Even Direct federal student loan borrowers could benefit from Direct loan consolidation under the Limited PSLF Waiver, at least in some cases. In the past, consolidating Direct loans that already had PSLF credit would result in erasure of the past PSLF credit, effectively restarting the clock. But under the Limited PSLF waiver, the Education Department says that for borrowers who have individual Direct loans with different repayment histories and, thus, different PSLF payment counts, “Under the time-limited PSLF rule changes, your consolidation loan will receive credit for time in repayment on your loans with different counts. Your consolidation loan will be credited with at least the largest number of payments on the loans that were consolidated.”
While the consolidation process can take a month or two to go through, the Education Department says “your consolidation application must be submitted online through StudentAid.gov by 11:59 p.m., Eastern time on Oct. 31, 2022, in order for you to receive the benefits of the limited PSLF waiver,” regardless of the processing time on the Education Department’s end. Borrowers must also complete and submit the required PSLF Employment Certification forms by the deadline, as well.
Consolidation for Student Loan Forgiveness Under the IDR Account Adjustment
Earlier this year, the Biden administration announced the IDR Account Adjustment initiative, which — similarly to the Limited PSLF Waiver — can provide sweeping retroactive credit for certain previous repayment, deferment, and forbearance periods that can be applied towards a borrower’s 20 or 25-year loan forgiveness term under Income-Driven Repayment (IDR) plans.
According to the Education Department, “Any borrower with loans that have accumulated time in repayment of at least 20 or 25 years will see automatic forgiveness, even if you are not currently on an IDR plan.” Other borrowers may receive substantial credit that can accelerate their progress towards eventual loan forgiveness.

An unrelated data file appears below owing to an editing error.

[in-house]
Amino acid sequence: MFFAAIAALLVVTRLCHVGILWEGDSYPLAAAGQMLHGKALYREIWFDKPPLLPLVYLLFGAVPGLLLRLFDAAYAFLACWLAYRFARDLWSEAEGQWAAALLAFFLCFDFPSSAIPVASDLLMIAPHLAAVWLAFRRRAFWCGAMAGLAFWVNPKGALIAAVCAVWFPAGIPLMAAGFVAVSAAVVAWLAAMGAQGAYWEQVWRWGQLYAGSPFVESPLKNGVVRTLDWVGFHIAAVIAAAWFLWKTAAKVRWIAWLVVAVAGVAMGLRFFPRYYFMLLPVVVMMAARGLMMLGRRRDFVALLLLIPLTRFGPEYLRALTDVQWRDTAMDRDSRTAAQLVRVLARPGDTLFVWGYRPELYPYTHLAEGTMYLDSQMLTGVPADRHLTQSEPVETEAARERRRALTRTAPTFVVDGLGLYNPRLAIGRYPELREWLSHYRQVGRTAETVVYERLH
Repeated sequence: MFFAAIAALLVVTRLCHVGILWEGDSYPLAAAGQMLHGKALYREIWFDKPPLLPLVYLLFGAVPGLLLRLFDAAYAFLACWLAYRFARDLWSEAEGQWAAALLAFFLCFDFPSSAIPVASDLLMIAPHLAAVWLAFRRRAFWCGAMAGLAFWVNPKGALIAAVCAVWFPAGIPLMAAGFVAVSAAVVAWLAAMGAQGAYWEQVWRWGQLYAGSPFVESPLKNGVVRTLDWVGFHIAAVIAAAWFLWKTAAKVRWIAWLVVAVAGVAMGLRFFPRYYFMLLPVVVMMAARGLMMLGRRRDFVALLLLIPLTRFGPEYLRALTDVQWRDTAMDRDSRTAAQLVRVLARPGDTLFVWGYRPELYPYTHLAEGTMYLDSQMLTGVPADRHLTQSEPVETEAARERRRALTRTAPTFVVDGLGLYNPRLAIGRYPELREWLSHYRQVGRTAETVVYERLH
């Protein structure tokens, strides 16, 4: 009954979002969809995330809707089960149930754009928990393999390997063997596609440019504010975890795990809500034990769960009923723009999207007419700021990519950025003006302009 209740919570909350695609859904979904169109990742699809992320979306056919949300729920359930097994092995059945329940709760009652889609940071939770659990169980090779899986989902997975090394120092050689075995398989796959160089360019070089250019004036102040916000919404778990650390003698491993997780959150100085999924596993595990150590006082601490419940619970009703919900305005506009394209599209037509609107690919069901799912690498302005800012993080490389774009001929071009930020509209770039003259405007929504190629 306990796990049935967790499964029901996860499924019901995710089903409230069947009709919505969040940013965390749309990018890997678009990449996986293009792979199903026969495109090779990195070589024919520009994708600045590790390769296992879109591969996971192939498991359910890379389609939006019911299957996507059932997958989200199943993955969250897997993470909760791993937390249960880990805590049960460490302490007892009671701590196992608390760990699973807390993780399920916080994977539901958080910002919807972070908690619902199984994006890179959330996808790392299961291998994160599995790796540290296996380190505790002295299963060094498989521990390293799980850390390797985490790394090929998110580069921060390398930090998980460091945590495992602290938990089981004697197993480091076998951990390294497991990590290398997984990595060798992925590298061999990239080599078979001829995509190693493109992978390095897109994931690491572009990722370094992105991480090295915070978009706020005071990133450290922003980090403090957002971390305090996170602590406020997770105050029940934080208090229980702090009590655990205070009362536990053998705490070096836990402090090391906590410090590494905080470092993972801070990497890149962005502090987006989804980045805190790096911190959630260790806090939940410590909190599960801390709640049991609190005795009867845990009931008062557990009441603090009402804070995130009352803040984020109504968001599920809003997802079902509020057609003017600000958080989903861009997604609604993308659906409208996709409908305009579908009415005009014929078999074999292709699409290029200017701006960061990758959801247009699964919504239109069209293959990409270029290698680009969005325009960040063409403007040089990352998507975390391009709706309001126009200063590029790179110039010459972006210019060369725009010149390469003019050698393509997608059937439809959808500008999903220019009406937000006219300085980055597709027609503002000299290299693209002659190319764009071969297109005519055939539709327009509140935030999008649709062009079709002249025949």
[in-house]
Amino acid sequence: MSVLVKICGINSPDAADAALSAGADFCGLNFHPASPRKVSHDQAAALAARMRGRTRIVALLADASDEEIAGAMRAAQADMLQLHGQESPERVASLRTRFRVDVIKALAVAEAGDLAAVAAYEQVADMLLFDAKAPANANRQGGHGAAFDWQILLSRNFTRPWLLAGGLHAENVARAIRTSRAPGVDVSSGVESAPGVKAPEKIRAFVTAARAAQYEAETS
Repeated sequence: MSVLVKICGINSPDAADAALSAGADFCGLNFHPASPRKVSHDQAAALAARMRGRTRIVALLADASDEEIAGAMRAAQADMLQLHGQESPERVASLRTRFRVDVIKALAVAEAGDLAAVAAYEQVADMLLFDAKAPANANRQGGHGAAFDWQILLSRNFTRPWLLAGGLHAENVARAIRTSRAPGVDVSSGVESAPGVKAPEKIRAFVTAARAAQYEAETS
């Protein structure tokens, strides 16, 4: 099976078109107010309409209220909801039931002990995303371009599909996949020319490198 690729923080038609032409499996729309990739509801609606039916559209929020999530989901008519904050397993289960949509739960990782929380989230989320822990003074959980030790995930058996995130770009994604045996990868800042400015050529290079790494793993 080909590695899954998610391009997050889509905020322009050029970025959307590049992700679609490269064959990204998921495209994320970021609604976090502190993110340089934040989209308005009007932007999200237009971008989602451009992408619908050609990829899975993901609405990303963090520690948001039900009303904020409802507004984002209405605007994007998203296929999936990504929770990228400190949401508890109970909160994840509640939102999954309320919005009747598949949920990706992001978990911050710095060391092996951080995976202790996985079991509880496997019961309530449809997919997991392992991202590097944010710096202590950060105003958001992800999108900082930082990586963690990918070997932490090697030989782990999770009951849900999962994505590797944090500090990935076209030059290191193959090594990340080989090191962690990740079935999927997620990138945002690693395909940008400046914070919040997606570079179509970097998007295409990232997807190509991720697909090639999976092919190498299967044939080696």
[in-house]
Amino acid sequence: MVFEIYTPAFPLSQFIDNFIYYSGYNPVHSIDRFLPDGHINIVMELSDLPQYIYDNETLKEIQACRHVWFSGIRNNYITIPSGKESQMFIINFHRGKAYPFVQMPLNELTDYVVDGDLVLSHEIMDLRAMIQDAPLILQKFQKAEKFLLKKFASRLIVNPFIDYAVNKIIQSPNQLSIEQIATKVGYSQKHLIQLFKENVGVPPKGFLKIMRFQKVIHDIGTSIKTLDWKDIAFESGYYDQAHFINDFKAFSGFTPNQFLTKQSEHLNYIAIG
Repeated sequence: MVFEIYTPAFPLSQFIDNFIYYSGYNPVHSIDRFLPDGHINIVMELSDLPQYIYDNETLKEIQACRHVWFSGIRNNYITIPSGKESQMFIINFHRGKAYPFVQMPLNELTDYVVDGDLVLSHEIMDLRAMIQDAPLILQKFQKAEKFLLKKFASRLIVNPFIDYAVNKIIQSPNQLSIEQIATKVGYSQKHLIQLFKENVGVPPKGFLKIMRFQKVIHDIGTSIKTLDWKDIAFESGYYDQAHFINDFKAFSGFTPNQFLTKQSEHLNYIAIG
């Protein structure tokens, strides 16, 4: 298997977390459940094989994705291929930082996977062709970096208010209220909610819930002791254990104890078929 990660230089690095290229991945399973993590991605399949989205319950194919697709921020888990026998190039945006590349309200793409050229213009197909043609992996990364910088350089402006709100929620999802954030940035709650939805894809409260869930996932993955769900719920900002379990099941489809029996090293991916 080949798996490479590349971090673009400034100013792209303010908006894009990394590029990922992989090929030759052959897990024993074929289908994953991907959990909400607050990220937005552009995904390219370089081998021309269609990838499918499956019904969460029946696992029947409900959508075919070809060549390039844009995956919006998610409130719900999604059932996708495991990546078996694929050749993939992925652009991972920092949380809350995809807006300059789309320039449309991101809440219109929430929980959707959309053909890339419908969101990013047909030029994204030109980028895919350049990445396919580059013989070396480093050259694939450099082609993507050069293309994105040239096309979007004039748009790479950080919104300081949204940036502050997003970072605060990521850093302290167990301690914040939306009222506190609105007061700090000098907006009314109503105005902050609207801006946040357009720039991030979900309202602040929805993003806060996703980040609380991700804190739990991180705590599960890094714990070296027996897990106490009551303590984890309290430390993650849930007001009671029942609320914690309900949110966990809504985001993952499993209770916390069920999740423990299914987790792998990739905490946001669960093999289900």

All government-held federal student loans will qualify automatically for the IDR Account Adjustment. This includes all Direct federal student loan, as well as FFELP loans that are held by the Education Department.
Commercially-held FFELP loans can qualify for the IDR Account Adjustment it they are consolidated into a federal Direct consolidation loan, says the Education Department. “If you have commercially held FFEL loans, you can only benefit from the IDR account adjustment if you consolidate before we complete implementation of these changes,” says the administation in published guidance. Current guidance indicates that the Education Department expects implementation to begin this fall and be completed “no sooner than” January 1, 2023; however, officials have indicated that this initiative will likely be delayed, and implementation pushed out further into 2023, possibly to the summer.
The Education Department has released minimal guidance on the IDR Account Adjustment, although further updates are expected in the coming months.
Resources for Borrowers Considering Consolidation to Access Student Loan Forgiveness Programs
If you are considering Direct loan consolidation to access or maximize potential loan forgiveness, borrowers should first review important Education Department resources:
- Education Department’s overview of Direct loan consolidation
- Online Direct loan consolidation application portal
- Overview of Biden’s one-time student loan forgiveness plan
- Overview of the Limited PSLF Waiver
- Overview of the IDR Account Adjustment